Figure 6. | Symbiont-induced odorant binding proteins mediate insect host hematopoiesis

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Symbiont-induced odorant binding proteins mediate insect host hematopoiesis

Figure 6.

Affiliation details

University of Cincinnati, United States; Yale School of Public Health, United States; University of Connecticut, United States; Yale University, United States
Figure 6.
Download figureOpen in new tabFigure 6. Model illustrating the functional relationship between maternally-transmitted enteric symbionts and melanization in tsetse.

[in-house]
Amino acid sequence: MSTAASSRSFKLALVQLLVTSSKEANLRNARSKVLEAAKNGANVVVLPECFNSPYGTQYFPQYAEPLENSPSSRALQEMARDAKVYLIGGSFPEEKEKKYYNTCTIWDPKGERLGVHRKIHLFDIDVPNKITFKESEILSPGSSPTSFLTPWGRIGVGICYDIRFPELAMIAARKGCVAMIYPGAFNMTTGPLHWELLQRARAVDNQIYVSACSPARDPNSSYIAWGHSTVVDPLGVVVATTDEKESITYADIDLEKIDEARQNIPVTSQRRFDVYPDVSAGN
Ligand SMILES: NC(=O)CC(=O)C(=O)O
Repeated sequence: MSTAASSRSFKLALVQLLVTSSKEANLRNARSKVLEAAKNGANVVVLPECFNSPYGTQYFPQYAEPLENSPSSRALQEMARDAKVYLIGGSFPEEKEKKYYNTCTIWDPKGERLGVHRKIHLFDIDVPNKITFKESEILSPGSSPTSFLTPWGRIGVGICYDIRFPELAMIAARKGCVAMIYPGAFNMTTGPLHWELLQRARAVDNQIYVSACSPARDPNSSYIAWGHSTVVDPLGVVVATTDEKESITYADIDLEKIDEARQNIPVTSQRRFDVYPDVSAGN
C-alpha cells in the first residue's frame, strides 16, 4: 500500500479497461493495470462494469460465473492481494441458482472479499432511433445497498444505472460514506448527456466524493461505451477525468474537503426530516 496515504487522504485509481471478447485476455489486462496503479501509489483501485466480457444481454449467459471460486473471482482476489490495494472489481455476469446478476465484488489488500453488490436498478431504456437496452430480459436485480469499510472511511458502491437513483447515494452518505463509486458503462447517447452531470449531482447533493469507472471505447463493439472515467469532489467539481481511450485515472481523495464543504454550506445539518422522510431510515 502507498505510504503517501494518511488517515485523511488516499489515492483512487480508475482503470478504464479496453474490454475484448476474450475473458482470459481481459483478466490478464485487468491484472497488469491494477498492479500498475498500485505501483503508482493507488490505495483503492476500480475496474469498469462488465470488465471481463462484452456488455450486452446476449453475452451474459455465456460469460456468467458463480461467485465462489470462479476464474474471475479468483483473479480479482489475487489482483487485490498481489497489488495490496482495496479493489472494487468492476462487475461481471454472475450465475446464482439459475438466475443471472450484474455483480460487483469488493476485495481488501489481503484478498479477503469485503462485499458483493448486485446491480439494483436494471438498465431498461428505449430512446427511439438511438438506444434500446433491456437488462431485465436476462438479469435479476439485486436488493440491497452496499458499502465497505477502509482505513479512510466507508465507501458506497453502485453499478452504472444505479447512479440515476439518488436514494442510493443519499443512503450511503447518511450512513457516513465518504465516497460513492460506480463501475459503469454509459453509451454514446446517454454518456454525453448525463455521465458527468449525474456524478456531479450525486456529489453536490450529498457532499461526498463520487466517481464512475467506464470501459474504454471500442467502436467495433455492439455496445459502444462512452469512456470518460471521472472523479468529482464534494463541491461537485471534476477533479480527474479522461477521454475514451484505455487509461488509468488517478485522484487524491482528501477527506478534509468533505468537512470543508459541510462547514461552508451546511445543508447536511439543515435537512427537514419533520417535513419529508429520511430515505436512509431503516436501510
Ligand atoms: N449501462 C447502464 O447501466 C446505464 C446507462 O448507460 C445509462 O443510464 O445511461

GmmWT larvae imbibe enteric symbiotic-containing milk gland secretions throughout their intrauterine developmental program. These bacteria colonize larval gut-associated tissues, including the bacteriome, and in doing so, induce the expression of obp6. OBP6 is either secreted directly into the hemolymph, or acts locally to induce expression of another unknown, (also secreted) protein. One of these molecules then acts systemically in the larval hematopoietic niche (hn) to stimulate lozenge (lz) expression in a small proportion of serpent (srp) expressing prohemocytes. These cells then become PPO-producing crystal cells [remaining prohemocytes become phagocytes after expressing glial cells missing (gcm)]. Finally, crystal cells are expelled from the hn, where they circulate in the hemolymph and are available to produce wound-healing melanin. Larvae that develop in the absence of symbiotic bacteria (GmmApo) fail to produce any hemocytes, while those that develop in the presence of reduced obp6 transcript abundance (GmmOBP6-) fail to express lozenge and thus likely fail to generate crystal cells. dv, dorsal vessel; hc, hemocoel; w, wound; ep, epithelial cells of midgut; bc, bacteriome; pm, peritrophic matrix; gl, gut lumen.